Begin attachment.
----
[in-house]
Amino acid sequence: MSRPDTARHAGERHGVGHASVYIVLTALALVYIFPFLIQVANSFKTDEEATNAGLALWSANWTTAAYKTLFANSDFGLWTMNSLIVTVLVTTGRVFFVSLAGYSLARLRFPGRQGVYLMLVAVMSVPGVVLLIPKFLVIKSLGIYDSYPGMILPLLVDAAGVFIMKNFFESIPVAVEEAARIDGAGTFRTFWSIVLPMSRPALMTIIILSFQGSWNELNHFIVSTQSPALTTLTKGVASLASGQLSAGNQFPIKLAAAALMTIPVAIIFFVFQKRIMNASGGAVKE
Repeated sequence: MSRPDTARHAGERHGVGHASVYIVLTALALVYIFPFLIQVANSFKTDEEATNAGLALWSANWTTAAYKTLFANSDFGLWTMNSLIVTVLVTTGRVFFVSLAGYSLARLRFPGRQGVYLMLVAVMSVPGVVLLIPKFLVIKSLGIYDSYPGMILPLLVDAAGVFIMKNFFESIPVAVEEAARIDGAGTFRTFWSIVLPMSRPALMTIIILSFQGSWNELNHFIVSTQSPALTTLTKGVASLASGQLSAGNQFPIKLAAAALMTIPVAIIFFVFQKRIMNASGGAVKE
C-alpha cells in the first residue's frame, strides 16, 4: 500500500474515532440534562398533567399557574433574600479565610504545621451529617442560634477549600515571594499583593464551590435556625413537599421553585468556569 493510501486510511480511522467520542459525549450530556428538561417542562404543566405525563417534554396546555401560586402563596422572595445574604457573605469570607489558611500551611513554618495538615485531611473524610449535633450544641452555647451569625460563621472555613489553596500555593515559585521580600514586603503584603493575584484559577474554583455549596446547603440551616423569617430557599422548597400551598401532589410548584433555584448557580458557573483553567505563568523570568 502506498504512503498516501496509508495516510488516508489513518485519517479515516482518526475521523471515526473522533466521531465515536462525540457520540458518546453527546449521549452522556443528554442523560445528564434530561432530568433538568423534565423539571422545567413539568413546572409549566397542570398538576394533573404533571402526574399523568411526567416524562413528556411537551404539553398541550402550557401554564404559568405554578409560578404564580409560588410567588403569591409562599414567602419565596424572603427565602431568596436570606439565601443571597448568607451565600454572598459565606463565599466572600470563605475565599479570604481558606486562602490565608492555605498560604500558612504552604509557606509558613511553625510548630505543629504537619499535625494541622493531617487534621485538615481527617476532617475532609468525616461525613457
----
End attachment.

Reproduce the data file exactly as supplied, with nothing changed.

[in-house]
Amino acid sequence: MSRPDTARHAGERHGVGHASVYIVLTALALVYIFPFLIQVANSFKTDEEATNAGLALWSANWTTAAYKTLFANSDFGLWTMNSLIVTVLVTTGRVFFVSLAGYSLARLRFPGRQGVYLMLVAVMSVPGVVLLIPKFLVIKSLGIYDSYPGMILPLLVDAAGVFIMKNFFESIPVAVEEAARIDGAGTFRTFWSIVLPMSRPALMTIIILSFQGSWNELNHFIVSTQSPALTTLTKGVASLASGQLSAGNQFPIKLAAAALMTIPVAIIFFVFQKRIMNASGGAVKE
Repeated sequence: MSRPDTARHAGERHGVGHASVYIVLTALALVYIFPFLIQVANSFKTDEEATNAGLALWSANWTTAAYKTLFANSDFGLWTMNSLIVTVLVTTGRVFFVSLAGYSLARLRFPGRQGVYLMLVAVMSVPGVVLLIPKFLVIKSLGIYDSYPGMILPLLVDAAGVFIMKNFFESIPVAVEEAARIDGAGTFRTFWSIVLPMSRPALMTIIILSFQGSWNELNHFIVSTQSPALTTLTKGVASLASGQLSAGNQFPIKLAAAALMTIPVAIIFFVFQKRIMNASGGAVKE
C-alpha cells in the first residue's frame, strides 16, 4: 500500500474515532440534562398533567399557574433574600479565610504545621451529617442560634477549600515571594499583593464551590435556625413537599421553585468556569 493510501486510511480511522467520542459525549450530556428538561417542562404543566405525563417534554396546555401560586402563596422572595445574604457573605469570607489558611500551611513554618495538615485531611473524610449535633450544641452555647451569625460563621472555613489553596500555593515559585521580600514586603503584603493575584484559577474554583455549596446547603440551616423569617430557599422548597400551598401532589410548584433555584448557580458557573483553567505563568523570568 502506498504512503498516501496509508495516510488516508489513518485519517479515516482518526475521523471515526473522533466521531465515536462525540457520540458518546453527546449521549452522556443528554442523560445528564434530561432530568433538568423534565423539571422545567413539568413546572409549566397542570398538576394533573404533571402526574399523568411526567416524562413528556411537551404539553398541550402550557401554564404559568405554578409560578404564580409560588410567588403569591409562599414567602419565596424572603427565602431568596436570606439565601443571597448568607451565600454572598459565606463565599466572600470563605475565599479570604481558606486562602490565608492555605498560604500558612504552604509557606509558613511553625510548630505543629504537619499535625494541622493531617487534621485538615481527617476532617475532609468525616461525613457